The work  in the greenhouse  has shown an abundance of tomatoes, I shall be setting them into the bean frames to try them as an outdoor crop. My beetroot sowings, leeks, and flowers are finally starting to show promise, the month flew by and I found no momentum to share the menial tasks. A few weeding  visits and crops are finally settling in.

The harvest has moved from broccoli to salad leaves, Pak choi to be precise, it has grown perfectly and our second sowings are just beginning to grow on. The leaves I rinsed with salt water and finely chopped, these can be added to a salad or stir fry, another quick meal to add to our table.

Yesterday I potted on my seedlings, tomatoes and watermelon plants to be set in plastic pint cups, the larger planters I hope to sell on as grow on pots. At a pound for fifty they are perfect for growing the seedings on from plugs, without the additional pots. As they are new they present the plants at their best and can easily be personalised if required.

New adventures as I have search for new plants and resources to work with, soon my potted on seedlings will get ready to set into fresh soil. Until then I will set the view this month…

 

Happy Horticulture!

 

Cheryl

Allotment, Grow Your Own, Propagation

Spring Shoots!

This morning as the weather shows vague promise of good weather I am planning another visit to the allotment! With this planned, the last visits treasure is still strong on my mind and the new shoots some from our little greenhouse and some from the ground are beginning to shine through.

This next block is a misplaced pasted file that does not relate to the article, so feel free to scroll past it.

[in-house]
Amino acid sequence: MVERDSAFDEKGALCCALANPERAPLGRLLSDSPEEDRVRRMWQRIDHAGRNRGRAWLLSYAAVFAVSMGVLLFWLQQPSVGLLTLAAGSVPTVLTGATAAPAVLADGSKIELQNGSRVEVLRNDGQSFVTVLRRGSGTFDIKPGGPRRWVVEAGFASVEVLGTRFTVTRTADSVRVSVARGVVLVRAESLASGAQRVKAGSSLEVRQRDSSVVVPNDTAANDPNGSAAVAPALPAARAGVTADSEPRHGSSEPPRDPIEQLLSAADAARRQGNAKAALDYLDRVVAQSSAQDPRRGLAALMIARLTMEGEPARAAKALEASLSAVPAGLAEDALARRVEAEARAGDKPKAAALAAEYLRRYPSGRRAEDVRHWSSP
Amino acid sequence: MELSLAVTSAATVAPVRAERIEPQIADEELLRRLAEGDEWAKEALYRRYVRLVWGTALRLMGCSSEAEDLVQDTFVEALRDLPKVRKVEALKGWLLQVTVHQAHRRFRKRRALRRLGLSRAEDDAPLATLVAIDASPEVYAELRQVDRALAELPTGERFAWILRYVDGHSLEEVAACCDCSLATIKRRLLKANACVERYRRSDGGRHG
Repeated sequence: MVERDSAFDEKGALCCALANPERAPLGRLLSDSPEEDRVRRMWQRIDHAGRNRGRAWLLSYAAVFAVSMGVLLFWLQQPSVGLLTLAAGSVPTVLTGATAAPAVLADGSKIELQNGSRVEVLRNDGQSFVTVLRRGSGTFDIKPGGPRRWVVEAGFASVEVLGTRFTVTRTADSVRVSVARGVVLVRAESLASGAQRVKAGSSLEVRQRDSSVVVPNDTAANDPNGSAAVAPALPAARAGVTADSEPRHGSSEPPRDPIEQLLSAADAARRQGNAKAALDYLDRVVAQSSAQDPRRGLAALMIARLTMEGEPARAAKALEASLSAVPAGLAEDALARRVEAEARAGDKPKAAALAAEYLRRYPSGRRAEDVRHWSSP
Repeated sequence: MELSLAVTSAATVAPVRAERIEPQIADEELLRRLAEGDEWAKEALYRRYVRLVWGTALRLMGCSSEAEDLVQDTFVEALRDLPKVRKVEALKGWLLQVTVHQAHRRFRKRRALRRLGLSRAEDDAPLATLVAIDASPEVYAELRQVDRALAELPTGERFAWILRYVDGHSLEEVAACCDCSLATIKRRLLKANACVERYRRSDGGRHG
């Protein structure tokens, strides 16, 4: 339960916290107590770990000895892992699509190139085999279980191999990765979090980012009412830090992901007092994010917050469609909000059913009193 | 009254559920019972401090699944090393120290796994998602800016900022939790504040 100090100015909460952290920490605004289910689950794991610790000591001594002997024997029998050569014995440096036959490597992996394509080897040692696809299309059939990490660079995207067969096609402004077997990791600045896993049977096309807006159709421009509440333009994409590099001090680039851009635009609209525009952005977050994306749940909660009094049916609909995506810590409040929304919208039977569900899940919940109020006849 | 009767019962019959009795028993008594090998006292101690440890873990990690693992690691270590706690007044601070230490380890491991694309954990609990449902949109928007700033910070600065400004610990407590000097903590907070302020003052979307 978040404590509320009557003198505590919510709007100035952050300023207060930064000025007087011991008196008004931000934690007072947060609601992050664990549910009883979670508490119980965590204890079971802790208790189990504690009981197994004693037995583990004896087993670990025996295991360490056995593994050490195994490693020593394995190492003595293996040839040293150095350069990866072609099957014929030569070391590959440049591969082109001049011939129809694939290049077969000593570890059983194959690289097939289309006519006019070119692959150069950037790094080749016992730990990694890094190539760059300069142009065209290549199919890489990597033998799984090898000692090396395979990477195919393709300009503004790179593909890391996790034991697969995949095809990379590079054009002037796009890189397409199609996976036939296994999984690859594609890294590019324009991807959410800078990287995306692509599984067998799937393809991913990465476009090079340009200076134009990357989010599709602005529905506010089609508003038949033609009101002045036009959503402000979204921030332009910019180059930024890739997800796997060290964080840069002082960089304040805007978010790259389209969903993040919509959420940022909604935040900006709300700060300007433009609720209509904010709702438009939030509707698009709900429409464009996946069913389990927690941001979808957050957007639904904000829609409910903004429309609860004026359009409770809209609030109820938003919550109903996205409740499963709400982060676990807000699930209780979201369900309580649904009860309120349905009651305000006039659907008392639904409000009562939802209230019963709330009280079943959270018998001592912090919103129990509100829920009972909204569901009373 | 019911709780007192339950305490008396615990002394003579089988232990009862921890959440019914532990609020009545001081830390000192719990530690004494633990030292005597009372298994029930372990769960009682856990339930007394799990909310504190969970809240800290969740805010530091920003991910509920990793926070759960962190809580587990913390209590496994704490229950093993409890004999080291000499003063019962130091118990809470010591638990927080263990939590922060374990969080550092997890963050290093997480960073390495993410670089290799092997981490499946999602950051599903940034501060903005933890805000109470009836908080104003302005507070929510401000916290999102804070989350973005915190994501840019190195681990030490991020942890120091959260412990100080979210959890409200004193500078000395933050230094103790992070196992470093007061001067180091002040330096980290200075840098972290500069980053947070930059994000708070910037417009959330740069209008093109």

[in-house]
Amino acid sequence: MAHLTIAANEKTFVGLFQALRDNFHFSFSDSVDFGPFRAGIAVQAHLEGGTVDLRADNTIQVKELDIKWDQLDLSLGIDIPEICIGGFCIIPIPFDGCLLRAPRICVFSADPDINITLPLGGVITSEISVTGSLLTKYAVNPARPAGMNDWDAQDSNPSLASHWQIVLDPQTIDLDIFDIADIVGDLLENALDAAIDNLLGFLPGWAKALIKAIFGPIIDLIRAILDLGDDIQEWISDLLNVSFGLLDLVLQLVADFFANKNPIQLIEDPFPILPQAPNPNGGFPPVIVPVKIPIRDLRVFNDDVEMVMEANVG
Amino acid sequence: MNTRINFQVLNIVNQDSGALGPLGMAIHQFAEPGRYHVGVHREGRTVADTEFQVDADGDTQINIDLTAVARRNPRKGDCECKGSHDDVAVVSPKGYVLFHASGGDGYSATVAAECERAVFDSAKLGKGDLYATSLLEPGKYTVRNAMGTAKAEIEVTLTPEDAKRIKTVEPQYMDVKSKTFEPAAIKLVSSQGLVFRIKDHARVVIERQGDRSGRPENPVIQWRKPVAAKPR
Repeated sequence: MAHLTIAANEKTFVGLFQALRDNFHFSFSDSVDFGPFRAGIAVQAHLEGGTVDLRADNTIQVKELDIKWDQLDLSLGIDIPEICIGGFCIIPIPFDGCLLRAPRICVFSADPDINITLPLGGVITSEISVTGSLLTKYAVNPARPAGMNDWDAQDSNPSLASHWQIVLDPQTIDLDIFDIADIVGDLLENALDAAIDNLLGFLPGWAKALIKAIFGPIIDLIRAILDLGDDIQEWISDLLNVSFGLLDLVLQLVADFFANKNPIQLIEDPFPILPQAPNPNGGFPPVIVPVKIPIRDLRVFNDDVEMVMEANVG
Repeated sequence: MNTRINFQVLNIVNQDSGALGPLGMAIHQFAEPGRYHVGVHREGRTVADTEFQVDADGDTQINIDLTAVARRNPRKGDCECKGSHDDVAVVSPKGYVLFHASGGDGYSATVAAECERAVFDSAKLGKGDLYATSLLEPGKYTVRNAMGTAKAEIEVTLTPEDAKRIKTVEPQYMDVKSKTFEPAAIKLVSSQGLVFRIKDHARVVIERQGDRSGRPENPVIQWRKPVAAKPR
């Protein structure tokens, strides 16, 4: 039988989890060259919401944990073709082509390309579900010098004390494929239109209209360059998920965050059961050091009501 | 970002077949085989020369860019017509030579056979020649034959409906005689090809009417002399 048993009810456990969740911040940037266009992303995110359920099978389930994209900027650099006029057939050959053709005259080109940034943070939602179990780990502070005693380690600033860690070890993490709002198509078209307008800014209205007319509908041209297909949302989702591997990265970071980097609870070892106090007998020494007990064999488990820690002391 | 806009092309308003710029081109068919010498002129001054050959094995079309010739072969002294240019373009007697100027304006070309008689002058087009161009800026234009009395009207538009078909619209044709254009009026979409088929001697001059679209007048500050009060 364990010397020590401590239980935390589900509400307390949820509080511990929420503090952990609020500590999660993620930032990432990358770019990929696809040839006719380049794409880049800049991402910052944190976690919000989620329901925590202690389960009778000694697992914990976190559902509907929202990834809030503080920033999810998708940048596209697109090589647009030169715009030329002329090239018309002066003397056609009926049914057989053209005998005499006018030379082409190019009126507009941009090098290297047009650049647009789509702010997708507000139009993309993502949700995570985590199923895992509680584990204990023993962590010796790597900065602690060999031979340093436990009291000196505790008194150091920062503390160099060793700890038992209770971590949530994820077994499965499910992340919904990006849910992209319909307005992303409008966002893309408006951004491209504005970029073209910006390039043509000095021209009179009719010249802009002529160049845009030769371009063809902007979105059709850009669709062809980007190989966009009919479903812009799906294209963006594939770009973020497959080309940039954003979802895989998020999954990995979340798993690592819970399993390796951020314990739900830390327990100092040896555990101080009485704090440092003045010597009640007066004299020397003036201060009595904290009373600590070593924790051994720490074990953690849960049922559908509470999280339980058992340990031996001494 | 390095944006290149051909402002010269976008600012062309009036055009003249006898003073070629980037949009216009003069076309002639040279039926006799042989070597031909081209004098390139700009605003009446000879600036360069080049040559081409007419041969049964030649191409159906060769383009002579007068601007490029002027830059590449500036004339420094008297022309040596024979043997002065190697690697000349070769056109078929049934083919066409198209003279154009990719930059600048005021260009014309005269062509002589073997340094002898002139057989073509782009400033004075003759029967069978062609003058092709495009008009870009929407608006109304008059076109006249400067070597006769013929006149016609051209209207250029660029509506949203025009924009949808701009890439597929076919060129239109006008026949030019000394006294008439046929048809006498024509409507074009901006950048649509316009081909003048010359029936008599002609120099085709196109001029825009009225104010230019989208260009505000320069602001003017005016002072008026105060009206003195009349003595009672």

The Cherry tree we planted in our first year is adorned with beautiful white flowers and may even fruit this year! The sight of Blossom is the true measure of spring for me, our home orchard add a majesty to our garden at this time of year. I look forward to seeing this tree growing on, set in a position in which it cannot shade over my neighbours plot it looks fantastic.

The Apple tree is set back behind our central compost bin, again this will cast shade as it grows however in the height of summer it will be good for anything growing on the  beds, as it will shade out the afternoon sun giving the plants a break from the heat.

Today I plan to collect our first bail of straw, the potatoes which are just beginning to show are just breaking the surface, as are the first weeds, also weeding and watering the potato bed. Once it is clear I can add a layer of mulch to the whole space to reduce the small weeds.

Last year the calendula was set centrally and as I checked the bed for potatoes I could see the self- seeded plantlets beginning in the bed. I intend to use the spaces every year, allowing them to regenerate from the previous years as a perennial planting area. This will save me paying for seeds, and break up the beds with a little colour.

My first planted pumpkins were lost due to the switch from frost to hot sunshine, unfortunately the cloches baked them. So this week has seen my children set another few seeds to allow them more opportunities, sweetcorn again is on a second sowing. Several of which I will plant today, ensuring everything gets a good water as they are set in!